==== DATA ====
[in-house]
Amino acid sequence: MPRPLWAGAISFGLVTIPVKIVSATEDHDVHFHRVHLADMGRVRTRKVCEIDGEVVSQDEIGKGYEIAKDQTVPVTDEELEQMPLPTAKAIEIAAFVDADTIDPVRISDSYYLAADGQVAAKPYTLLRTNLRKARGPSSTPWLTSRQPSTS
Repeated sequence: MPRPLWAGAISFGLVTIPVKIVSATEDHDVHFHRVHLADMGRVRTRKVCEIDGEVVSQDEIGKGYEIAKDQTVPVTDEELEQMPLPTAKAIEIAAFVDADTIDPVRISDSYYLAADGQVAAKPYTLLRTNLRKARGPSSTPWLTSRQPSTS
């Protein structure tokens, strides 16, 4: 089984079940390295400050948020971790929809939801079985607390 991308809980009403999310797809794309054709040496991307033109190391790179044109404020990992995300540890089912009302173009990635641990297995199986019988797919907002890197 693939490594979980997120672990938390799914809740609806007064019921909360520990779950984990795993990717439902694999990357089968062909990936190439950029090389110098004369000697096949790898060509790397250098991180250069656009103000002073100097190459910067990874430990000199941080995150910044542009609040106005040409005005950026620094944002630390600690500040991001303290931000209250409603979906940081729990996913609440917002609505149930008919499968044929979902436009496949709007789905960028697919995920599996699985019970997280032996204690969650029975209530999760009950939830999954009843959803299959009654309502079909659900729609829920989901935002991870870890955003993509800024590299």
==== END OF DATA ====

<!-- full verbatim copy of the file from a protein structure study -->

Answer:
[in-house]
Amino acid sequence: MPRPLWAGAISFGLVTIPVKIVSATEDHDVHFHRVHLADMGRVRTRKVCEIDGEVVSQDEIGKGYEIAKDQTVPVTDEELEQMPLPTAKAIEIAAFVDADTIDPVRISDSYYLAADGQVAAKPYTLLRTNLRKARGPSSTPWLTSRQPSTS
Repeated sequence: MPRPLWAGAISFGLVTIPVKIVSATEDHDVHFHRVHLADMGRVRTRKVCEIDGEVVSQDEIGKGYEIAKDQTVPVTDEELEQMPLPTAKAIEIAAFVDADTIDPVRISDSYYLAADGQVAAKPYTLLRTNLRKARGPSSTPWLTSRQPSTS
């Protein structure tokens, strides 16, 4: 089984079940390295400050948020971790929809939801079985607390 991308809980009403999310797809794309054709040496991307033109190391790179044109404020990992995300540890089912009302173009990635641990297995199986019988797919907002890197 693939490594979980997120672990938390799914809740609806007064019921909360520990779950984990795993990717439902694999990357089968062909990936190439950029090389110098004369000697096949790898060509790397250098991180250069656009103000002073100097190459910067990874430990000199941080995150910044542009609040106005040409005005950026620094944002630390600690500040991001303290931000209250409603979906940081729990996913609440917002609505149930008919499968044929979902436009496949709007789905960028697919995920599996699985019970997280032996204690969650029975209530999760009950939830999954009843959803299959009654309502079909659900729609829920989901935002991870870890955003993509800024590299």